Pheromone gland extracts of grape berry moth females, Endopiza viteana Clemens, contain the main pheromone component, Z9–12Ac, at ≈1.2 ng per female, together with both geometric isomers of 11–14Ac, and a number of saturated acetates and alcohols of the chain length 12–16. The analogous alcohol, Z9–12OH, was found in some gland extracts. Trap capture of males was significantly increased by adding 0.5 or 2 μg of Z11–14Ac to 10 μg of the main compound, Z9–12Ac; whereas, adding 0.5 or 2 μg of E11–14Ac had no significant effect. In contrast, the addition of 5% Z9–12OH to the main compound resulted in a strong reduction in trap capture. Traps baited with a blend of Z9–12Ac and its geomeric isomer, E9–12Ac, which was not detected in gland extracts, were significantly less attractive than traps baited with blends of Z9–12Ac and Z11–14Ac. Knowledge of pheromone components and antagonists is essential for development of the mating disruption technique. The compounds identified in E. viteana are behaviorally active in the three most important tortricid pests of grape, Vitis vinifera (L.), in Europe. It may thus be possible to use a single blend of synthetic pheromone for control of several species.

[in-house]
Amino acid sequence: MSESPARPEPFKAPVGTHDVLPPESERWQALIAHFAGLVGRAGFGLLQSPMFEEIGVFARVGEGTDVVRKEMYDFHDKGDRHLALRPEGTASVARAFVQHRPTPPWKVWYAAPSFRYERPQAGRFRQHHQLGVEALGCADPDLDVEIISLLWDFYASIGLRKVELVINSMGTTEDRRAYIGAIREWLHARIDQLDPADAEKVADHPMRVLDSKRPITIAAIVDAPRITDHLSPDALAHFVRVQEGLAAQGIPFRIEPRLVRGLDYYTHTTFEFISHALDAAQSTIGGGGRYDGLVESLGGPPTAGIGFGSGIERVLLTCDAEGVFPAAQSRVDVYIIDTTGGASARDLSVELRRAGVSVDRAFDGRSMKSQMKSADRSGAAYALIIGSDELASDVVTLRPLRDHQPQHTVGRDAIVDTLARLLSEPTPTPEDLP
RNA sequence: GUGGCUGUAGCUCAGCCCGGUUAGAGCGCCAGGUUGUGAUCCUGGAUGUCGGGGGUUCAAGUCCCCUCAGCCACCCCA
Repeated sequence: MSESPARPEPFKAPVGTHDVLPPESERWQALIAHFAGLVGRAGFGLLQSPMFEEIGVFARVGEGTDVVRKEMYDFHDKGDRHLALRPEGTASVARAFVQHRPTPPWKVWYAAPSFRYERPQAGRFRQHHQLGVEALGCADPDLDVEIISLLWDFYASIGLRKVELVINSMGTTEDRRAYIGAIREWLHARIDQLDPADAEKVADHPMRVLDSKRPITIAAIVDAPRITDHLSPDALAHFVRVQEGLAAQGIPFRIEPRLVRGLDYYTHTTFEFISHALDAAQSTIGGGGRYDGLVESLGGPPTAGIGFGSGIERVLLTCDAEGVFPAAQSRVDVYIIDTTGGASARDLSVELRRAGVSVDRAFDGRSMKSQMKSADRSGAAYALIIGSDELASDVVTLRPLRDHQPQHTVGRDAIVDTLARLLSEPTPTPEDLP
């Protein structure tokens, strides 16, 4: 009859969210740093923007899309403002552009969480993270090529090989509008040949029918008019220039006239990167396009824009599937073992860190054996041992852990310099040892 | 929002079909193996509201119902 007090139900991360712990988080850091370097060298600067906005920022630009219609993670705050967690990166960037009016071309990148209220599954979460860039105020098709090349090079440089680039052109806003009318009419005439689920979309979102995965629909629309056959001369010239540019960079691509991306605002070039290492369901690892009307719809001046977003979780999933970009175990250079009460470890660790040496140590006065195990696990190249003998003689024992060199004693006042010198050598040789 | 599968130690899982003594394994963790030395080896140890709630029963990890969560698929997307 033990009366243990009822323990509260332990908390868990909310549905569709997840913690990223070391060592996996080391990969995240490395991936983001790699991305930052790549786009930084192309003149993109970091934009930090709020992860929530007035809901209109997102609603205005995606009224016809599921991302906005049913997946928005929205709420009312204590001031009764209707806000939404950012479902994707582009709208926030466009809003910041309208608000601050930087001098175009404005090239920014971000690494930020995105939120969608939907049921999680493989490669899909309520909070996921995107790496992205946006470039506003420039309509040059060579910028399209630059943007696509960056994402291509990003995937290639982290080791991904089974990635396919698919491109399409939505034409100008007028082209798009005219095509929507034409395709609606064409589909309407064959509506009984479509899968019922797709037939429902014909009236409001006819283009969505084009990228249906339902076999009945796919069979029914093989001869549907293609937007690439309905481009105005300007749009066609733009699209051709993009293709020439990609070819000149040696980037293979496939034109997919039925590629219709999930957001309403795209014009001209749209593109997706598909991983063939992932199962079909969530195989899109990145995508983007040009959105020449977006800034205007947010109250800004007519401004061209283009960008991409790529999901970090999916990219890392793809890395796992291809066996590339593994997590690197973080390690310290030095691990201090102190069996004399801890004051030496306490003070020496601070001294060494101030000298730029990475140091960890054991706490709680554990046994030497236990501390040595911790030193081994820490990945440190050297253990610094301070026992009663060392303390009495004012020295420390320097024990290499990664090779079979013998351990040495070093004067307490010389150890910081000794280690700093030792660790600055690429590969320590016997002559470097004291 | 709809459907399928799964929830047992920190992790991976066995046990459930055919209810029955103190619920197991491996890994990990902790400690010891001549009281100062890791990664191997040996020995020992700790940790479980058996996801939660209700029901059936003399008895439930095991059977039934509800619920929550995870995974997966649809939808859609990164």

You have requested a machine translation of selected content from our databases. This functionality is provided solely for your convenience and is in no way intended to replace human translation. Neither BioOne nor the owners and publishers of the content make, and they explicitly disclaim, any express or implied representations or warranties of any kind, including, without limitation, representations and warranties as to the functionality of the translation feature or the accuracy or completeness of the translations.
Translations are not retained in our system. Your use of this feature and the translations is subject to all use restrictions contained in the Terms and Conditions of Use of the BioOne website.